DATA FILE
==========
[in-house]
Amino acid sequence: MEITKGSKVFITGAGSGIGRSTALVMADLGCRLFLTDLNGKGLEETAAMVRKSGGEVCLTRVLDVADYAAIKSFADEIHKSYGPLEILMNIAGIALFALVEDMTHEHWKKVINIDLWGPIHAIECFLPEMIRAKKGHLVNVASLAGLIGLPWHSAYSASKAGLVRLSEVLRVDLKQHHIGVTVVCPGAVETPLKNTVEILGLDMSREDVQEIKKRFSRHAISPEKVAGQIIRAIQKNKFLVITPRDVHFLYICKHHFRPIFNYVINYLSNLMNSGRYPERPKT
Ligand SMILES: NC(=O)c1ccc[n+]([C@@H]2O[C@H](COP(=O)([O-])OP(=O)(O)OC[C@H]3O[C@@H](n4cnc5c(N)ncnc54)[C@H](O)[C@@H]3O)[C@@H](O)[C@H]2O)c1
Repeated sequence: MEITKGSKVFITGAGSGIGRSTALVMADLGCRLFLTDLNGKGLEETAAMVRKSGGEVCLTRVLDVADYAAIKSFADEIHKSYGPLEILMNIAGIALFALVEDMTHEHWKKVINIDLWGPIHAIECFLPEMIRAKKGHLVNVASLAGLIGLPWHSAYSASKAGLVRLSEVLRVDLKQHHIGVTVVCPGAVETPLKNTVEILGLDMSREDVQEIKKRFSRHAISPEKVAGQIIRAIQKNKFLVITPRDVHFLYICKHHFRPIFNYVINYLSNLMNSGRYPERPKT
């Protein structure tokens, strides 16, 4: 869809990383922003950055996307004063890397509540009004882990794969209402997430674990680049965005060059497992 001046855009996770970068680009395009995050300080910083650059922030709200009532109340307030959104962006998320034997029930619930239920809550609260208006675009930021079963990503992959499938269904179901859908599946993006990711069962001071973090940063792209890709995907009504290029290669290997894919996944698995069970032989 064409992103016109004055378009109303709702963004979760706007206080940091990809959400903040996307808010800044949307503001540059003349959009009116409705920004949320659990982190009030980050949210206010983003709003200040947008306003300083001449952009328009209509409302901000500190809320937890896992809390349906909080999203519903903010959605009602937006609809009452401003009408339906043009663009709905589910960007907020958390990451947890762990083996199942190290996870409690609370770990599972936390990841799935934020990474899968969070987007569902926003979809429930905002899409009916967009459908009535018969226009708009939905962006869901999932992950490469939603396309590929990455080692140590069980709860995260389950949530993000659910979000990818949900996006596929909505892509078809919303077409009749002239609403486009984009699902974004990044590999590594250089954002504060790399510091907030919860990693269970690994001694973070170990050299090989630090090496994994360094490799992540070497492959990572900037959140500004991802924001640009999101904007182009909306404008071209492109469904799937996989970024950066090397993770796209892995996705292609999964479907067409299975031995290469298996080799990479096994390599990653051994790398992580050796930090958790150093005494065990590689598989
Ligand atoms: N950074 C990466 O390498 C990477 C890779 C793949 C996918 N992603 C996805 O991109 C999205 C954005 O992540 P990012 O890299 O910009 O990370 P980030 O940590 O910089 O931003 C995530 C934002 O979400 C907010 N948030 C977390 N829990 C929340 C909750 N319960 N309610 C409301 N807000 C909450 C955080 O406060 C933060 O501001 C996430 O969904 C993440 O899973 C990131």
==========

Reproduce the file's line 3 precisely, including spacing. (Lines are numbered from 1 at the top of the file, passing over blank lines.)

Ligand SMILES: NC(=O)c1ccc[n+]([C@@H]2O[C@H](COP(=O)([O-])OP(=O)(O)OC[C@H]3O[C@@H](n4cnc5c(N)ncnc54)[C@H](O)[C@@H]3O)[C@@H](O)[C@H]2O)c1